Whether you call it “Lemon Ice Box Pie” or “Lemon Meringue Pie”, this is a recipe you can find all over the Internet. It probably originally came from the back of a can of sweetened condensed milk sometime in the 1940s. However, although it’s not unique, it’s an heirloom in my family. We call it “Daddy’s Pie” because I’ve been making it for my dad since I was 11. Before that, my mother made it for him; before that, HIS mother made it for him.
I make it twice a year: for his birthday in December and for Father’s Day in June. In both instances, I make two pies. He graciously shares one with the rest of us, then hoards the other to have with his coffee in the morning or with a little milk in the evening for the rest of the week. That’s okay with me because it’s really, really sweet for my taste. But, if you’ve never tried one, or if the Dad in your life has a sweet tooth, you ought to give it a shot.
One note of caution: This is an old-fashioned pie with plenty of uncooked egg in it. Yes, the lemon in the filling “cooks” the yolks and the meringue is baked for a short while, but if you are pregnant or nursing or have any immune problems, you’ll want to use pasteurized eggs. Same goes for the elderly and children younger than 4.
1 1/2 cups finely ground graham cracker crumbs
6 tablespoons butter, melted
1 can (14 ounces) sweetened condensed milk
3 eggs, separated
1/2 cup lemon juice
1/3 cup sugar
Put graham cracker crumbs into a 9-inch pie pan. Drizzle melted butter over them. Use your hands to mix until all the crumbs are moistened, then start pressing from the middle and up the sides to cover the pan, making a crust. Set aside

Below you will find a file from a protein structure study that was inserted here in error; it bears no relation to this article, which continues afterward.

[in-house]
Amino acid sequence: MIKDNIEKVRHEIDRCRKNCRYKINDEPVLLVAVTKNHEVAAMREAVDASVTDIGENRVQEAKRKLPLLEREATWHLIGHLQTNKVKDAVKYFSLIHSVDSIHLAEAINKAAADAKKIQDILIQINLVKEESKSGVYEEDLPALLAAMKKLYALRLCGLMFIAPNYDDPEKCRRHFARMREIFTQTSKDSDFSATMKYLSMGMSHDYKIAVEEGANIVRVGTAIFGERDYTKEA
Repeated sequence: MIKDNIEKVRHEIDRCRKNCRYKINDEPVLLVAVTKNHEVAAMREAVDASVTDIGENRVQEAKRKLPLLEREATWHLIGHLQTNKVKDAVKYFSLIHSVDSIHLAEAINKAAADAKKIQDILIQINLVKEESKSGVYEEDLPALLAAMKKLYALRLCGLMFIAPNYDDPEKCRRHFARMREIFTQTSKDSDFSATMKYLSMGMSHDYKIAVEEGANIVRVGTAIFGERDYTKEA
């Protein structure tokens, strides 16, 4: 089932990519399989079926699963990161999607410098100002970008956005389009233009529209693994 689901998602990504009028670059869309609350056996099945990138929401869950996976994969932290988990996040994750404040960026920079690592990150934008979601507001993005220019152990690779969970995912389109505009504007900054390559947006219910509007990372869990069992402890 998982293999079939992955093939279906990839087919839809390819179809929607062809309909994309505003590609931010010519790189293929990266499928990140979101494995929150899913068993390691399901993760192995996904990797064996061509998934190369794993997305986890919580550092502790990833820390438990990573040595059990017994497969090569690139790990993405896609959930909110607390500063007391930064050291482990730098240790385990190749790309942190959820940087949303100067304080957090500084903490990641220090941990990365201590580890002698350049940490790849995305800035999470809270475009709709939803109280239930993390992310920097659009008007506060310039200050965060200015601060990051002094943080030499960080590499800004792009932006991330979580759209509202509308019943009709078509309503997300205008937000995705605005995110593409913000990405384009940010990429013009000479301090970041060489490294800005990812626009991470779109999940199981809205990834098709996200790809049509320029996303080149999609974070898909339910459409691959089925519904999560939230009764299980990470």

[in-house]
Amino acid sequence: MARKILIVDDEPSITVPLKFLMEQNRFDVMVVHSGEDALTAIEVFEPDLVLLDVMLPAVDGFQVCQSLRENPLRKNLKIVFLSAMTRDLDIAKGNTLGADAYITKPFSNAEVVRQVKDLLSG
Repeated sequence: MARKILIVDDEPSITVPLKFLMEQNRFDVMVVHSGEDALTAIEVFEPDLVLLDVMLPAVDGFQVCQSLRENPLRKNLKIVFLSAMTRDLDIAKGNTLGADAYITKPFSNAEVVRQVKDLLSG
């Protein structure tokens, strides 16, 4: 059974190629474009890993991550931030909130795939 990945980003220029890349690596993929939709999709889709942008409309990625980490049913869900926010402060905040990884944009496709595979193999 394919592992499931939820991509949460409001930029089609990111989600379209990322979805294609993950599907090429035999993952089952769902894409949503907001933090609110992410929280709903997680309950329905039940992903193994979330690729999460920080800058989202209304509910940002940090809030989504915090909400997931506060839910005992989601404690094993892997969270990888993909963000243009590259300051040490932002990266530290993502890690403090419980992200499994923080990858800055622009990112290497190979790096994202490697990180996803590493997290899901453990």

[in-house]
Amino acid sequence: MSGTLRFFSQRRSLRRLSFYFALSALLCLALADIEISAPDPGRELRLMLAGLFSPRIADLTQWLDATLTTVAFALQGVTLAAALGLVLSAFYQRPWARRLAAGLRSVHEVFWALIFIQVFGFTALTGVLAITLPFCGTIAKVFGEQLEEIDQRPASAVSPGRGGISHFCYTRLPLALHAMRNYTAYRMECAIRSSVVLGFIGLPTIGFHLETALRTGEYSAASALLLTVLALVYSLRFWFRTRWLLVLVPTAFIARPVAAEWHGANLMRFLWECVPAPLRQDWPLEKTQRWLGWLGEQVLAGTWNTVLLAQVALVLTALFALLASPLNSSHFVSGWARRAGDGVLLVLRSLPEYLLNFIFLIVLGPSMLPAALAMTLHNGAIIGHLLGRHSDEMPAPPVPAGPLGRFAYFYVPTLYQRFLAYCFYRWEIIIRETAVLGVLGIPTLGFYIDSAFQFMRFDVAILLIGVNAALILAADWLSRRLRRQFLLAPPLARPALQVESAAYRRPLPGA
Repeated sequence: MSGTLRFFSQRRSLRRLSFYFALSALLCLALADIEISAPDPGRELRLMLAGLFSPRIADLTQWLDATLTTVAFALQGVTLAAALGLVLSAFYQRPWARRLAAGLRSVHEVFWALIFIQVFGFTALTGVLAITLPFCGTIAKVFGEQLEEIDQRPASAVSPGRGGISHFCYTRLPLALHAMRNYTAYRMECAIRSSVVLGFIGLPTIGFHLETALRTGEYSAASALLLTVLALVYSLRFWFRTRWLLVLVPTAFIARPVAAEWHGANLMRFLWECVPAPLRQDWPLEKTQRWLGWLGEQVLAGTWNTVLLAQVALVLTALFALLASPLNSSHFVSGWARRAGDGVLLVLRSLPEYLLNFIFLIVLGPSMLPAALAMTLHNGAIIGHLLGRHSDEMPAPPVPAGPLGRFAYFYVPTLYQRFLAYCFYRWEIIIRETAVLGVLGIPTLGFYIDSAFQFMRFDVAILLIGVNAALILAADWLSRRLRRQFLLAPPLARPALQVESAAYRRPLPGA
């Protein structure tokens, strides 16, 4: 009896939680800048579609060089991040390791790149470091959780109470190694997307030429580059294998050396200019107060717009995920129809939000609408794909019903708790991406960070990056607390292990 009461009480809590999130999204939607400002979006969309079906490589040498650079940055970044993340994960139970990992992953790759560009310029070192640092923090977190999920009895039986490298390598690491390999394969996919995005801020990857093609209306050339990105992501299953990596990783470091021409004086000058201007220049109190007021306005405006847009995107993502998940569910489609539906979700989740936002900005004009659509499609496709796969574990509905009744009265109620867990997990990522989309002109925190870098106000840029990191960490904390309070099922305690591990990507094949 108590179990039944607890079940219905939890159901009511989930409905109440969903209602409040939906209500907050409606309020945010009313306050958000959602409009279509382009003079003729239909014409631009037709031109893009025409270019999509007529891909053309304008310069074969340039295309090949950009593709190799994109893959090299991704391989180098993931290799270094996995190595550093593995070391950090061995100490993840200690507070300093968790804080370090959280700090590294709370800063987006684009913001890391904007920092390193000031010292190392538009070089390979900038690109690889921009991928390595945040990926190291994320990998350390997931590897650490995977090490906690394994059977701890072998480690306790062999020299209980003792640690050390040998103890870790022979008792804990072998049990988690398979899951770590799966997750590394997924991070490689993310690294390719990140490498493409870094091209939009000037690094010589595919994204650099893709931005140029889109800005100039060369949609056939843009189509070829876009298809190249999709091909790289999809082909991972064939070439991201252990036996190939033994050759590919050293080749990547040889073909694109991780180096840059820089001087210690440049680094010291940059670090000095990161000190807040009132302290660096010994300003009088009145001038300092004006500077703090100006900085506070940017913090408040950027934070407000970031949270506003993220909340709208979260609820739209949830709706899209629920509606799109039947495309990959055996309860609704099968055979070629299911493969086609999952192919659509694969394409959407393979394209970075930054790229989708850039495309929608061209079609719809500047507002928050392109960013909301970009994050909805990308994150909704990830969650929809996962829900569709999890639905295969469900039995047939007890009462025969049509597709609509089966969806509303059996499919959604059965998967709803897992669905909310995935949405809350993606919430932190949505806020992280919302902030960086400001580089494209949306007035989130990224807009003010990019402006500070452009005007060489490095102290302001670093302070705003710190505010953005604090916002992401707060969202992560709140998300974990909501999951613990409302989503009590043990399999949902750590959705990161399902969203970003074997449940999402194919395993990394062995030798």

Preheat oven to 400 degrees. In a medium bowl, mix sweetened condensed milk and egg yolks. Pour lemon juice in slowly, incorporating as you go. Mixture will thicken. Pour into pie crust. Refrigerate while making meringue.
Using a mixer and a clean, metal bowl, beat egg whites until soft peaks form. Gradually add sugar and beat until stiff peaks form. Spread meringue over pie, making sure to spread it all the way to the crust on all edges. Form peaks with a spoon or spatula. Bake for just a few minutes, checking often for browned peaks. When lightly browned, remove from oven and let cool 10 minutes on a rack. Then move to fridge and chill for at least one hour before serving, preferably two or more.
Note: If you try to make meringue on a particularly humid or rainy day, you’re going to be disappointed. I wouldn’t even attempt it on a rainy day, but if you want to try it and the day is humid, add 1/4 teaspoon of cream of tartar to the egg whites to help them set up.
Written by: Shannon Oelrich